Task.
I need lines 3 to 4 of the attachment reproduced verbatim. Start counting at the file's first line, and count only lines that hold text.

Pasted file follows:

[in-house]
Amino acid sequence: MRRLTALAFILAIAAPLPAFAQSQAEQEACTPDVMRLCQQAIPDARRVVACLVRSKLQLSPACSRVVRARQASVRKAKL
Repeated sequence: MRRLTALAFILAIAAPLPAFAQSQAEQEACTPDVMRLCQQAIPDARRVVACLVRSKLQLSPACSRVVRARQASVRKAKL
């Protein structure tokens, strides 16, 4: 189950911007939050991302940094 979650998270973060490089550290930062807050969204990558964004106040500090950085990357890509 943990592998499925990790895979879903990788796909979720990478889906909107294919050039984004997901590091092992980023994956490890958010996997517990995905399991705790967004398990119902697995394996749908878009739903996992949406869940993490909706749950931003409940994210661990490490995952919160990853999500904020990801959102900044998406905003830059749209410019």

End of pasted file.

Repeated sequence: MRRLTALAFILAIAAPLPAFAQSQAEQEACTPDVMRLCQQAIPDARRVVACLVRSKLQLSPACSRVVRARQASVRKAKL
């Protein structure tokens, strides 16, 4: 189950911007939050991302940094 979650998270973060490089550290930062807050969204990558964004106040500090950085990357890509 943990592998499925990790895979879903990788796909979720990478889906909107294919050039984004997901590091092992980023994956490890958010996997517990995905399991705790967004398990119902697995394996749908878009739903996992949406869940993490909706749950931003409940994210661990490490995952919160990853999500904020990801959102900044998406905003830059749209410019």